If your freelance / agency career has just begun, you might not have to worry about this for a while, but if you’re past the point (or at it) where you need help – finding the right person seriously makes all the difference.

Our team of developers has been steadily growing, but this is the first time we’ve trusted another person with customer service and project management. We’re SUPER picky about this sort of thing, so we’ve had a lot of trouble letting go.

But we knew we needed to do this because my partner, who handled 100% of these tasks before, was about ready to pull her hair out from being overloaded.

Since we found someone we can trust though, we’ve been able to let go of some of these tasks and instead focus on more big picture things to push our company along as a whole.

It’s no coincidence that in April’s first month with us (coincidentally, it was the month of April) we’ve had our best month yet. And we’re already on pace to leave last month in the dust.

How about you?

What have you done recently to grow your business? Let me know in the comments. Would love to hear your thoughts.

tweet share share pin email
About David Tendrich

David Tendrich is the co-head of creative agency Unexpected Ways, as well as the co-founder of Reliable PSD: the first-ever PSD to HTML & PSD to Wordpress service run by designers, for designers. He co-runs his companies from Portland, Oregon with his lovely wife and biz partner, Lou Levit.

 

More about David’s business: David is co-founder of Reliable PSD – what happened when a group of designers got fed up with PSD to Code companies… and created their own. Check them out, and see why freelancers & agencies are head over heels for this amazing new service.

Leave a Comment

*

Comments

  1. David,

    I zeroed in on your first point and the mention you made of an ad that generated customer comments.

    “Guess what? People specifically cite that ad when they write in. They tell us that they appreciate what we said, and they don’t mind paying more to get it done “right.””

    Would you be able to share that ad with us as a learning point/example of what worked for you?

    I also appreciated the whole post for its meaty-ness (a real word?). Useful! Thank you.

    • Hey Scott!

      Because Reliable is still so young and we’re still finding our “vein” with advertising, I can’t share the exact ad, but basically, we looked at what everyone else was advertising (which was best price + speed) and said the opposite 🙂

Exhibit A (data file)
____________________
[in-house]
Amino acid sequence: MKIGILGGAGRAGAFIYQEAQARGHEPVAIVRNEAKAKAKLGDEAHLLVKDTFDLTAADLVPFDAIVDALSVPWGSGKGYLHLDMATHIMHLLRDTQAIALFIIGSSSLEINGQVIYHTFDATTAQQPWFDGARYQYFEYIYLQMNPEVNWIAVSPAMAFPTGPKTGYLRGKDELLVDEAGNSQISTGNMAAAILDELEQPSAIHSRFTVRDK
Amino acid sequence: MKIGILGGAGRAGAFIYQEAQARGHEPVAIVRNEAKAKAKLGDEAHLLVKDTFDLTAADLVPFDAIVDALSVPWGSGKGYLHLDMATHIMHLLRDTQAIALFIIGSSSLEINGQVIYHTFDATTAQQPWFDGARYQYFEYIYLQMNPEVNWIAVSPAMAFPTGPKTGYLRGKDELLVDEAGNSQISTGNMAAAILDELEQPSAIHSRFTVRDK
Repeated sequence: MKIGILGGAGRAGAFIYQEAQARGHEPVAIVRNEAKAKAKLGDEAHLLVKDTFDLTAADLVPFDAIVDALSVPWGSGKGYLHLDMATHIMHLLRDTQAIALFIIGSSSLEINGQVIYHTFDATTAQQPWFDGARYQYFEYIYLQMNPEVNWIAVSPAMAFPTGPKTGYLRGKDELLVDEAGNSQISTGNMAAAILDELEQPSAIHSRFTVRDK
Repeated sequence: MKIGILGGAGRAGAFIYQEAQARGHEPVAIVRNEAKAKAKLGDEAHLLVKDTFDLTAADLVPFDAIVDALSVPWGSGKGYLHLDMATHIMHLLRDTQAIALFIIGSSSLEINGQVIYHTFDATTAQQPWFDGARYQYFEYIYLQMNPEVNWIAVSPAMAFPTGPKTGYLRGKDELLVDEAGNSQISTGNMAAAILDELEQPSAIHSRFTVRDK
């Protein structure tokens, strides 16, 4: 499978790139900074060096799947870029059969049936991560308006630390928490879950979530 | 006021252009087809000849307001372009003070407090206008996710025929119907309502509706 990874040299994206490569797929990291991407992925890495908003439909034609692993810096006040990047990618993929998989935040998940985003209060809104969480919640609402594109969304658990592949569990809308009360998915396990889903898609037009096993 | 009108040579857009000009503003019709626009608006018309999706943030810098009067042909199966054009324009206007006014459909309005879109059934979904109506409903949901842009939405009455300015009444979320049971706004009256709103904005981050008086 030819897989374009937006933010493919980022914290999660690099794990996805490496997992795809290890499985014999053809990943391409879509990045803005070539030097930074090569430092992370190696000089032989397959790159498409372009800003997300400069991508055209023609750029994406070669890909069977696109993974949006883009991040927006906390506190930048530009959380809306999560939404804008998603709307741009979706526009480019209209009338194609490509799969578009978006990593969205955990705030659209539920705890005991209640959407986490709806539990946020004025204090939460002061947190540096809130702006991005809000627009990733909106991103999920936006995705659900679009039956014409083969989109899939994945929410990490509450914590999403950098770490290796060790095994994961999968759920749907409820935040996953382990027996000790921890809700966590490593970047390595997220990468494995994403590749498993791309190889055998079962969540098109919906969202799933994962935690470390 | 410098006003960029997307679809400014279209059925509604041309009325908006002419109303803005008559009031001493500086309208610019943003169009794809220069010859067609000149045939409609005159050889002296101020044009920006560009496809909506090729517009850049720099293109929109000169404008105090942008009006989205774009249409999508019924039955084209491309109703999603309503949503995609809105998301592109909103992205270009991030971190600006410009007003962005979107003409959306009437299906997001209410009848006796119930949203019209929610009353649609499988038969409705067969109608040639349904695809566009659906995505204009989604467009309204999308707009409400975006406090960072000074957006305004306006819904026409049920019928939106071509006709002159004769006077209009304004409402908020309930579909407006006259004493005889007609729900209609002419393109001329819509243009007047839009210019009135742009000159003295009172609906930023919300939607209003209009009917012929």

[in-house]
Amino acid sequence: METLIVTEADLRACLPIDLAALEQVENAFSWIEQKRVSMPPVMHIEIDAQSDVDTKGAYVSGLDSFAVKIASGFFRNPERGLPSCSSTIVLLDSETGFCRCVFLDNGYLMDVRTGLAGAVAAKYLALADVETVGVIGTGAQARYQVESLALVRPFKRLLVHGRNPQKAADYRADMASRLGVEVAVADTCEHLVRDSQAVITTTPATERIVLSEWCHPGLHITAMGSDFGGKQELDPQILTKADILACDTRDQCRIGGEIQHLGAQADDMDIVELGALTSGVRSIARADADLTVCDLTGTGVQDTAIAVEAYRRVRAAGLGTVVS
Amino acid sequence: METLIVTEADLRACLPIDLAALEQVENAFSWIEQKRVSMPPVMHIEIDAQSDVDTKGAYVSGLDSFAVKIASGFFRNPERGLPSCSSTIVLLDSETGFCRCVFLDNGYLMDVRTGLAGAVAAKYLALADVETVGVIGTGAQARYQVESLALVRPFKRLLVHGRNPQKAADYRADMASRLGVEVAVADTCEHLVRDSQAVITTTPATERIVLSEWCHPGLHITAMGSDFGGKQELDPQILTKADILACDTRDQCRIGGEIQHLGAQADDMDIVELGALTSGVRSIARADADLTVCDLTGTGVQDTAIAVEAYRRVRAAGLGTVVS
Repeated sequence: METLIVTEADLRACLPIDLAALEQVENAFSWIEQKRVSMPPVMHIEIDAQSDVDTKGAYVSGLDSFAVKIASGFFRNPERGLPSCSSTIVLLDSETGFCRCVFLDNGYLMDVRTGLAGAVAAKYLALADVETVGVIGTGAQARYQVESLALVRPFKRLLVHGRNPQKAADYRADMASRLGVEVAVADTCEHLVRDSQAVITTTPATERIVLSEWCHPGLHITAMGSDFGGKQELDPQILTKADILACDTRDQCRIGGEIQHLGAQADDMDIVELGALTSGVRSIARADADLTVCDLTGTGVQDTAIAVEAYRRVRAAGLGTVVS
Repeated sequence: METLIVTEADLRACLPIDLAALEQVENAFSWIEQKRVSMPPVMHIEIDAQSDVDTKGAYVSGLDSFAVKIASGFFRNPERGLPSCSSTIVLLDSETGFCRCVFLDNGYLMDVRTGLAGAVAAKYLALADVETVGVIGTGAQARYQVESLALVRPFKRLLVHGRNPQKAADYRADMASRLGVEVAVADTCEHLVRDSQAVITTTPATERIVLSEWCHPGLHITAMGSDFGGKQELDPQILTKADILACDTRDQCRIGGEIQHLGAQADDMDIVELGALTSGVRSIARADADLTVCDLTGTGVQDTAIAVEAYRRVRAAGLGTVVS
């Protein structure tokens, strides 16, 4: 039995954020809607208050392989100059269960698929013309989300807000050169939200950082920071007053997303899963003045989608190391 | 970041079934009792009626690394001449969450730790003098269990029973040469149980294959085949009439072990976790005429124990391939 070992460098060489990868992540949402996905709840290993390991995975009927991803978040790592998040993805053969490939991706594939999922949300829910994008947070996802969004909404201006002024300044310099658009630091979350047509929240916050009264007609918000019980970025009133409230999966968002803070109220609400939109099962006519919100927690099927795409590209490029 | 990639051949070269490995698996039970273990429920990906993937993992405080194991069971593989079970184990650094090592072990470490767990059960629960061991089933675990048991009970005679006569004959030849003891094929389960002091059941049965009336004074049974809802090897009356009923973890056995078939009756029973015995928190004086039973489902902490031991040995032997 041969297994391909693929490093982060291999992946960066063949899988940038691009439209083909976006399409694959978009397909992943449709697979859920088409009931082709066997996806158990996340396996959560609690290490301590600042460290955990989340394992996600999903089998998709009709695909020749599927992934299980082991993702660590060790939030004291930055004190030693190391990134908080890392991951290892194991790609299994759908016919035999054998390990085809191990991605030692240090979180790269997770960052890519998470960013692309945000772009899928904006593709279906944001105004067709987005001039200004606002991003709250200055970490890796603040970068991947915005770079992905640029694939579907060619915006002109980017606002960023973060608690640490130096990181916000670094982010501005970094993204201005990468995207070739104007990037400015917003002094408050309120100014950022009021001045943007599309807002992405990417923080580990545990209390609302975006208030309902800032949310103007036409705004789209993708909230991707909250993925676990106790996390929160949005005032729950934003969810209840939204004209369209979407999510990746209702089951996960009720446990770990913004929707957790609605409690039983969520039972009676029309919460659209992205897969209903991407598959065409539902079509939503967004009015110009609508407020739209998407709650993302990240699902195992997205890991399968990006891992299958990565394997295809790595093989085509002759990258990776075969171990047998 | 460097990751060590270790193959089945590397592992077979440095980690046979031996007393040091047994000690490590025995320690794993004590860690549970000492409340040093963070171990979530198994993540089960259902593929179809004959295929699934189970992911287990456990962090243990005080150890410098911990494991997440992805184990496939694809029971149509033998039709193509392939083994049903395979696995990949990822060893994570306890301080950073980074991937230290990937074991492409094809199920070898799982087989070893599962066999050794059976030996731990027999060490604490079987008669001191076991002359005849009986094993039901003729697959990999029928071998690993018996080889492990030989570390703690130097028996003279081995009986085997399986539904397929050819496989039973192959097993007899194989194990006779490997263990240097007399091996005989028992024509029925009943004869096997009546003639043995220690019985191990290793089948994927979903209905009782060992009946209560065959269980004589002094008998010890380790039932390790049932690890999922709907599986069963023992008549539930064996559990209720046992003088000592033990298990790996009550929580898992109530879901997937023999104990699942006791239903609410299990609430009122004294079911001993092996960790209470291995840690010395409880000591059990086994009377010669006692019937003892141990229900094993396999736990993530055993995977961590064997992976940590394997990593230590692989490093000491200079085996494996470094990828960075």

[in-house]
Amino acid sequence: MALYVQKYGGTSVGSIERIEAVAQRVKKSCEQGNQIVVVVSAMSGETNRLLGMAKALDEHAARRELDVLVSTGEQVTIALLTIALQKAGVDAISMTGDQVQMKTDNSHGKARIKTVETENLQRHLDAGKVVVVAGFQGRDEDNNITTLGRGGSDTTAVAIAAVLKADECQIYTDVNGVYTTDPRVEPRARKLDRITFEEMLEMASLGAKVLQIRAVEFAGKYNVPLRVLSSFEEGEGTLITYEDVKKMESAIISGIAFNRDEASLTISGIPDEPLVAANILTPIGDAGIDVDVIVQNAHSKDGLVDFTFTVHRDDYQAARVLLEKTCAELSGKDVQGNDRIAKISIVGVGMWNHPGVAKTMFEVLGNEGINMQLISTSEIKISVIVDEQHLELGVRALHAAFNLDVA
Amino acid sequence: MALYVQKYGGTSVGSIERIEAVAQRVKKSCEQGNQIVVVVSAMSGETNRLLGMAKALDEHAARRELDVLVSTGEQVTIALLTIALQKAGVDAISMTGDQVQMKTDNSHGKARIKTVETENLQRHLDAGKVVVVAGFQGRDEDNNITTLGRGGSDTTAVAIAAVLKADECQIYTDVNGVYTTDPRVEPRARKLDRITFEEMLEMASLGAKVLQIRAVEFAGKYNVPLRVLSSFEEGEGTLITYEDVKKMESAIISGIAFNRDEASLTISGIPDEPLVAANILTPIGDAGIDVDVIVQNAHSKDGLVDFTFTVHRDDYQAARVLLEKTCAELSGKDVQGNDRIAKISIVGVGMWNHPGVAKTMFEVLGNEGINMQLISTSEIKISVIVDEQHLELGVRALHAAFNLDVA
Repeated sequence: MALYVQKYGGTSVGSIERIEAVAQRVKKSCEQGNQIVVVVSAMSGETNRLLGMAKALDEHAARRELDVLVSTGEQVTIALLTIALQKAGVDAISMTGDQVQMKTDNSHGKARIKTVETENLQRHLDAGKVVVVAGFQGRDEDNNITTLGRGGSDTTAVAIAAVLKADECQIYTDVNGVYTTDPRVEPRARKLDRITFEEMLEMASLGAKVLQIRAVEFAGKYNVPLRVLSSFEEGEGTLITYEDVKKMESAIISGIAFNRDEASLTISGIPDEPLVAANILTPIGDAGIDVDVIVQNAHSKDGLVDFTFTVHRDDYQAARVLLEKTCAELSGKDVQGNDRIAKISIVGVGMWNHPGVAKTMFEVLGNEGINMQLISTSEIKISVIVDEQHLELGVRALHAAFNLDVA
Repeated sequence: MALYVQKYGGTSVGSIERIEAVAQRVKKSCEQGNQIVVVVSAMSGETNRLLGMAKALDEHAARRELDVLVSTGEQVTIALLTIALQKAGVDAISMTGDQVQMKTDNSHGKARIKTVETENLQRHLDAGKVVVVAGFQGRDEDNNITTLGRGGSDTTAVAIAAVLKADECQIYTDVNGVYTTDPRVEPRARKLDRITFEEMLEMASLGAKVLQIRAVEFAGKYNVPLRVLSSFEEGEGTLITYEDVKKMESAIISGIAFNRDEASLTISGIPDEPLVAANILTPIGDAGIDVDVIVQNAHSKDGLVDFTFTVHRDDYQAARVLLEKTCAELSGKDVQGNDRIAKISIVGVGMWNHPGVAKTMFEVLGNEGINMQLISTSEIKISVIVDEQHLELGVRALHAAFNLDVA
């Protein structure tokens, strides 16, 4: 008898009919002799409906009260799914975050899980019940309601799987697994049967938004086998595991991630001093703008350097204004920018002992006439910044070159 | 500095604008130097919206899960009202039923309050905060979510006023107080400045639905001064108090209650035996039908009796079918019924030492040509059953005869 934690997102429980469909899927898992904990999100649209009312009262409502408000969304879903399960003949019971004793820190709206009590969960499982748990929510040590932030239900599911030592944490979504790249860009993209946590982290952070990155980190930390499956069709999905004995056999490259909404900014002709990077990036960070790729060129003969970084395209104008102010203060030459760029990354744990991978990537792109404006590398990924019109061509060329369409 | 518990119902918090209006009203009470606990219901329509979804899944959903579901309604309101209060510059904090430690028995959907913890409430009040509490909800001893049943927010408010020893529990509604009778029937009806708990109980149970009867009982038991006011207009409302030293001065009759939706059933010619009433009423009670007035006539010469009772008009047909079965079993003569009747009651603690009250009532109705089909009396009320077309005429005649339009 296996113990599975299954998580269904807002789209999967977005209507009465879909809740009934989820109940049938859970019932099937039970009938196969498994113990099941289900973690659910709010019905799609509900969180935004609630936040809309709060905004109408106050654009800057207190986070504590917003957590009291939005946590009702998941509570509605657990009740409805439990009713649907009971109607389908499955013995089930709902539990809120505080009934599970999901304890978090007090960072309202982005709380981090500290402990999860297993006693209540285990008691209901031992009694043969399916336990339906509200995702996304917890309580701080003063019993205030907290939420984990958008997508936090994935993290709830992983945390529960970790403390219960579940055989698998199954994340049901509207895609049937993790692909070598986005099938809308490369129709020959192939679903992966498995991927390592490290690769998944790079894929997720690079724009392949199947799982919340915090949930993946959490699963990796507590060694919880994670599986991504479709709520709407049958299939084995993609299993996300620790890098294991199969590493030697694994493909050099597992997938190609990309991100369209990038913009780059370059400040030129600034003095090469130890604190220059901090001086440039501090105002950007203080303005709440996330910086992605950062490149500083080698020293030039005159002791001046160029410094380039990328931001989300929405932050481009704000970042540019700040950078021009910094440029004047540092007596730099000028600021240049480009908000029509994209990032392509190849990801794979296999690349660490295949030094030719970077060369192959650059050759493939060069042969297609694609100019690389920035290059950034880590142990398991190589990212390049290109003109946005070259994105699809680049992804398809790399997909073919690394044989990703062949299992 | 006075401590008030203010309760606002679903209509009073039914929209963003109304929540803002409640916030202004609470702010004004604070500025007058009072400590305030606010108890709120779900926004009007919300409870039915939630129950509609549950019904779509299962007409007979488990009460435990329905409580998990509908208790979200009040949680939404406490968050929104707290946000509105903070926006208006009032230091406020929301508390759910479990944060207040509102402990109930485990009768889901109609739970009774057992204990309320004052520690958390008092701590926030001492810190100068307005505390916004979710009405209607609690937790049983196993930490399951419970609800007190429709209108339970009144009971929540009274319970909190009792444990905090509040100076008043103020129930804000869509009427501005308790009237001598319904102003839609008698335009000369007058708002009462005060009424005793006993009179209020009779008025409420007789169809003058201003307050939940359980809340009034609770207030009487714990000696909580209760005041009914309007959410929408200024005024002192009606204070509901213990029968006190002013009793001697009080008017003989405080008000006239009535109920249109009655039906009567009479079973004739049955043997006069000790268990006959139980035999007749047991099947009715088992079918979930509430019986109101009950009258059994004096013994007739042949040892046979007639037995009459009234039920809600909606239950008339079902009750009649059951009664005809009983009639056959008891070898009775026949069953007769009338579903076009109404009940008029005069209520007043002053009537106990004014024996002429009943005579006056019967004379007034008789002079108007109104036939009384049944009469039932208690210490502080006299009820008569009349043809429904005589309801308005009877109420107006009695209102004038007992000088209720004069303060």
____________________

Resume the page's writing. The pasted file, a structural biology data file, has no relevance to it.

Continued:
I’m sure you can use your imagination to fill in the blank 🙂

      It’s all about picking an angle that’s RELATIVE to your competition so you stand out. They might advertise different benefits, so that angle might not work for you (but price + speed are pretty popular selling points, so there’s a good chance it could!)

      I believe the word is “meat-li-ness” 😀 haha

      Thanks again for your thoughts,
      David

  2. Tiffany says:

    Thanks for skipping the intro and getting to the point of the article. Another way to keep readers? I like it. Great information and definitely things I will take into consideration. I also take a bit longer than others on jobs, but like you, emphasize quality over speed, which can actually reduce the amount of time a client has to look for someone else to fix the issues the first speedy company created. i work full-time remotely for a company but also freelance on the side. I don’t have a website (I know, I know), but I don’t have time to build it myself and it’s not my specialty so it would take me forever to get it done the way I want it. But I know I need one if I want to increase my freelance work enough to one day go full-time with it. Thanks for the advice!

    • Thanks, Tiffany 🙂 I don’t know if I was thinking so much “How can I keep readers?” as when I read over my intro, it just felt like wasted breath 🙂

      I understand your dilemma. I think you either have to turn to someone you trust to help you with the website, or find another way to market yourself. If you have a solid portfolio and good communication skills, that’s more than enough to reach out to potential clients and get the ball rolling.

      Best,
      David

  3. Ceri Wood says:

    Great post Dave ! Funny how we tend to do our own stuff last! I can so relate to that. You inspired me to get on with it!

  4. Gorgi Jurukovski says:

    Awesome advice Dave. I will definitely incorporate the email marketing strategy with our new site. Now to get on with it.

  5. Right on, Gorgi! Let me know if you have any questions as you start to implement it 😉

  6. 100%. We had our web design agency about 6 months before we even had a website for it lol… Too true. Glad to hear it!! Get S**t Done!!

  7. Hi David, great post! In a nutshell it is utterly important to provide value and to offer great quality of service and products. For a fact, I know a lot of people who learned it the hard way and are no longer searching for “some agency” but for “the agency” that can deliver high quality service respecting the deadlines, and they don’t mind paying more for it.